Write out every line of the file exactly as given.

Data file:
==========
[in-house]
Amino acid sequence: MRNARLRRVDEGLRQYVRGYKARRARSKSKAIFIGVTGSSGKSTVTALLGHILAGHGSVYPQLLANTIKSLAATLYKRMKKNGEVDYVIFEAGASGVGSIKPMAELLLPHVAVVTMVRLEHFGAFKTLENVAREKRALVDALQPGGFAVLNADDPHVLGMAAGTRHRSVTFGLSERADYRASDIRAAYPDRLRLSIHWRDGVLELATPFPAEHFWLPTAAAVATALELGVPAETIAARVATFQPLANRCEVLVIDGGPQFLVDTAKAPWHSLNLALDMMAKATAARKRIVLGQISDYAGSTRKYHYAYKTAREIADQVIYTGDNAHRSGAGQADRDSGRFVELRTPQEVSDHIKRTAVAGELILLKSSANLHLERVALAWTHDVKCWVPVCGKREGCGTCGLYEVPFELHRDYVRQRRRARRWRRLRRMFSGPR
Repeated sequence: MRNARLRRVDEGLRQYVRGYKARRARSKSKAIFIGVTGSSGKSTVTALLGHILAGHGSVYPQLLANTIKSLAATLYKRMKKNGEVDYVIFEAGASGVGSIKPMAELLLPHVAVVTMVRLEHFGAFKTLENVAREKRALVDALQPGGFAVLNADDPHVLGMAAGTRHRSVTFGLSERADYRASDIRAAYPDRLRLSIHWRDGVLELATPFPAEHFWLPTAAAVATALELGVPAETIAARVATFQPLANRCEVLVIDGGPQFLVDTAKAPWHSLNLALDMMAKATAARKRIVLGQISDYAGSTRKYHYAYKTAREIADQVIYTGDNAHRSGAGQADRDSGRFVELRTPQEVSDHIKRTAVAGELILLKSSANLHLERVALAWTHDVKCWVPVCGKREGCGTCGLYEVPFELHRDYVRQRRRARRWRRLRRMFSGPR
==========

[in-house]
Amino acid sequence: MRNARLRRVDEGLRQYVRGYKARRARSKSKAIFIGVTGSSGKSTVTALLGHILAGHGSVYPQLLANTIKSLAATLYKRMKKNGEVDYVIFEAGASGVGSIKPMAELLLPHVAVVTMVRLEHFGAFKTLENVAREKRALVDALQPGGFAVLNADDPHVLGMAAGTRHRSVTFGLSERADYRASDIRAAYPDRLRLSIHWRDGVLELATPFPAEHFWLPTAAAVATALELGVPAETIAARVATFQPLANRCEVLVIDGGPQFLVDTAKAPWHSLNLALDMMAKATAARKRIVLGQISDYAGSTRKYHYAYKTAREIADQVIYTGDNAHRSGAGQADRDSGRFVELRTPQEVSDHIKRTAVAGELILLKSSANLHLERVALAWTHDVKCWVPVCGKREGCGTCGLYEVPFELHRDYVRQRRRARRWRRLRRMFSGPR
Repeated sequence: MRNARLRRVDEGLRQYVRGYKARRARSKSKAIFIGVTGSSGKSTVTALLGHILAGHGSVYPQLLANTIKSLAATLYKRMKKNGEVDYVIFEAGASGVGSIKPMAELLLPHVAVVTMVRLEHFGAFKTLENVAREKRALVDALQPGGFAVLNADDPHVLGMAAGTRHRSVTFGLSERADYRASDIRAAYPDRLRLSIHWRDGVLELATPFPAEHFWLPTAAAVATALELGVPAETIAARVATFQPLANRCEVLVIDGGPQFLVDTAKAPWHSLNLALDMMAKATAARKRIVLGQISDYAGSTRKYHYAYKTAREIADQVIYTGDNAHRSGAGQADRDSGRFVELRTPQEVSDHIKRTAVAGELILLKSSANLHLERVALAWTHDVKCWVPVCGKREGCGTCGLYEVPFELHRDYVRQRRRARRWRRLRRMFSGPR